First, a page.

, rats with fresh eyes. i've been amazed, enlightened, educated and contained by robert sullivan's books, none more so than "my american revolution." until i read bob's book i thought i was reasonably conversant for a college graduate of 40 years ago about the american revolution. from what we all know and most massachusetts virginia and the carolinas. in which the heroic continental army barely survived the winter in valley forge pennsylvania. one after the other, bob demolishes these myths and gives a new war centered around lawrence county new jersey aunts -- yes, you heard me right. the mountains 80% of which was fought on a terrain of the empire state-building. truth be told however, as well as admiration i have a grievance with bob. both irish and brightest we both have grievances. i've been hurting deeply disappointed on a personal level that one of bob's books. five years ago in the fall of 2007 i reviewed howe to get rich, the common room magazine and i praised it as quote a profoundly funny book. a year later in the fall of 2008 in the midst of an act of collective subtlety in
any formal education. he was impoverished, really hard scrabble childhood. his family moved around a lot. once he was on his own he moved around a lot. he was a craftsman, kind of a furniture maker and painter. never got ahead, and then his wife entirely changed. once he converted to mormonism when he was a little bit more than 30 years old. >> how did that happen? how did he meet joseph smith, et cetera? >> he first met the book of mormons. missionaries brought it shortly after is published in 1830, some of his family members read it. he later said he read it and he it and he spent a long time thinking about it. he didn't jump on board right away. he was a little bit skeptical, a little uncertain, and he spent a couple years considering the claims of this new bible, this new work of scripture. then he encountered a group of traveling mormon elders, or missionaries, and he saw them speak in tongues. something he hadn't encountered i think to the point in his life, and he took that as a clear sign of god's power, that god's power was with this new church. shortly after that, he is b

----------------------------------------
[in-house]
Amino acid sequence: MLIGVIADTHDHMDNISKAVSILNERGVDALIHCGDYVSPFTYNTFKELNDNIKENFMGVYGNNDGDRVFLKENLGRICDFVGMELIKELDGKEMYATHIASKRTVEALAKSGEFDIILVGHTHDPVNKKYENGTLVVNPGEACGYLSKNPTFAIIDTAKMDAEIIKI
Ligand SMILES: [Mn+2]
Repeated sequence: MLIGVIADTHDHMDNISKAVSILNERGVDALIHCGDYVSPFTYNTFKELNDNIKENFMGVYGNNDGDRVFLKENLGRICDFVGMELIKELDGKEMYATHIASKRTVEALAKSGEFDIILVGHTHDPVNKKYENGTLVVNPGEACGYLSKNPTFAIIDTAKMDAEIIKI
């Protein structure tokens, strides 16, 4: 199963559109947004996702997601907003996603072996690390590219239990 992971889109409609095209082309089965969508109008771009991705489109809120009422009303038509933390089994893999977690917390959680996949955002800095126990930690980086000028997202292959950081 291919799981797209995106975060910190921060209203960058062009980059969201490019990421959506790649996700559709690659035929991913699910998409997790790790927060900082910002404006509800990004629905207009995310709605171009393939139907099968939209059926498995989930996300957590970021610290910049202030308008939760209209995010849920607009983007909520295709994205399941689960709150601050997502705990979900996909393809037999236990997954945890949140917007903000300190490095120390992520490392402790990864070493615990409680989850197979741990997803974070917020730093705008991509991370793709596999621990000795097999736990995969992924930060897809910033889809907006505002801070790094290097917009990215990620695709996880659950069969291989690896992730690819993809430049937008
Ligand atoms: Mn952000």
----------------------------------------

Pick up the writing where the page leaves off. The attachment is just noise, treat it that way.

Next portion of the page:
tool for relators. for teachers and educational purposes. i am going to stop this over here and it will look like the clouds are rolling into your living room. >>guest: look how big this guy is. e sky is. >>host: is available in white and what a great look for a guy or a girl? in your bathroom and you kenyas and as a music system and playback your favorite disc. >>guest: this isnts and the most popular size.i love these independent colors the juice cannot get elsewhere. it is an all media player and i love how streamline in this is about 2 in. slam. it has anut so you can plug into a different tv. any tv in to any tv. eve in the hotel room. -- even >>guest: we include the splitter for you as well or you can plug it right in here. dolby digital's stereo sound and is still only 2 lbs.. >>host: gift to show and you love him but maybe you are on a budget. this will cost you a dollar a day if you want to use flex payment options. if you try to figure out what is great for your granddaughter or daughter for the holidays maybe you feel other touch with the world of electroni
into it growing so quickly and having more success i believe educating the public, in bringing more people in than my tours -- my hundreds of different presentations ever did. it's exactly what brings people in. instead of choosing one solution over another. i don't think it's at all alienating. on the contrary. it's working. pushing the envelope. i would also say that it is -- these social movements that change the international consensus, the international consensus is not like a ready-made box that has always been there. it's something that changes over time and that's what we're part of doing. and the last thing i would say in terms of the victory thing exaggerated. first of all, as i said in my opening comments, bds is a lot about education, and like i said, i believe we have achieved a lot with bds in that way. and galvanizing people, et cetera. to say it hasn't worked, look at israeli newspapers. this movement is perceived as more challenging to the status quo than any diplomatic lip service by obama or un resolutions or anything ever did. we see it now mentioned regularly in the "new york